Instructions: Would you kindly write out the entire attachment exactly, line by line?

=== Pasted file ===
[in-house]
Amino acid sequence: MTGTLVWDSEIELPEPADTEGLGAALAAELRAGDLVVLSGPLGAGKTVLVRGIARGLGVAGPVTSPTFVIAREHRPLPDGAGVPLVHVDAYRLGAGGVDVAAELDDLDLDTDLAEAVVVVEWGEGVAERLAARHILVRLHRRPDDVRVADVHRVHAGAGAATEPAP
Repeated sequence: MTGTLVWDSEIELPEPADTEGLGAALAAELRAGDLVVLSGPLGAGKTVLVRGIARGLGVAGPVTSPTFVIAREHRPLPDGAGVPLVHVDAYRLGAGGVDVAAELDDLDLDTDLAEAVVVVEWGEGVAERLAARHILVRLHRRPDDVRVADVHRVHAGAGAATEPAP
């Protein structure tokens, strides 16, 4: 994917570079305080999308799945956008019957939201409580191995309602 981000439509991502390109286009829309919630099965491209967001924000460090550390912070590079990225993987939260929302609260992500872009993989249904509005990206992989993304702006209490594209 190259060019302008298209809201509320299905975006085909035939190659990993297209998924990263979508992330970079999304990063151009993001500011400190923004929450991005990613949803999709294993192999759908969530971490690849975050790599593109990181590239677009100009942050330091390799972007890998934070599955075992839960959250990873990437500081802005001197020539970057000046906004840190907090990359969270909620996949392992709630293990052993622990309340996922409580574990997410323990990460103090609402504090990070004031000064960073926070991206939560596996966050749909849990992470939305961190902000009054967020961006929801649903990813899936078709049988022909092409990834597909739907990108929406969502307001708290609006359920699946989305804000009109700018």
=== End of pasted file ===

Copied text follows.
[in-house]
Amino acid sequence: MTGTLVWDSEIELPEPADTEGLGAALAAELRAGDLVVLSGPLGAGKTVLVRGIARGLGVAGPVTSPTFVIAREHRPLPDGAGVPLVHVDAYRLGAGGVDVAAELDDLDLDTDLAEAVVVVEWGEGVAERLAARHILVRLHRRPDDVRVADVHRVHAGAGAATEPAP
Repeated sequence: MTGTLVWDSEIELPEPADTEGLGAALAAELRAGDLVVLSGPLGAGKTVLVRGIARGLGVAGPVTSPTFVIAREHRPLPDGAGVPLVHVDAYRLGAGGVDVAAELDDLDLDTDLAEAVVVVEWGEGVAERLAARHILVRLHRRPDDVRVADVHRVHAGAGAATEPAP
């Protein structure tokens, strides 16, 4: 994917570079305080999308799945956008019957939201409580191995309602 981000439509991502390109286009829309919630099965491209967001924000460090550390912070590079990225993987939260929302609260992500872009993989249904509005990206992989993304702006209490594209 190259060019302008298209809201509320299905975006085909035939190659990993297209998924990263979508992330970079999304990063151009993001500011400190923004929450991005990613949803999709294993192999759908969530971490690849975050790599593109990181590239677009100009942050330091390799972007890998934070599955075992839960959250990873990437500081802005001197020539970057000046906004840190907090990359969270909620996949392992709630293990052993622990309340996922409580574990997410323990990460103090609402504090990070004031000064960073926070991206939560596996966050749909849990992470939305961190902000009054967020961006929801649903990813899936078709049988022909092409990834597909739907990108929406969502307001708290609006359920699946989305804000009109700018």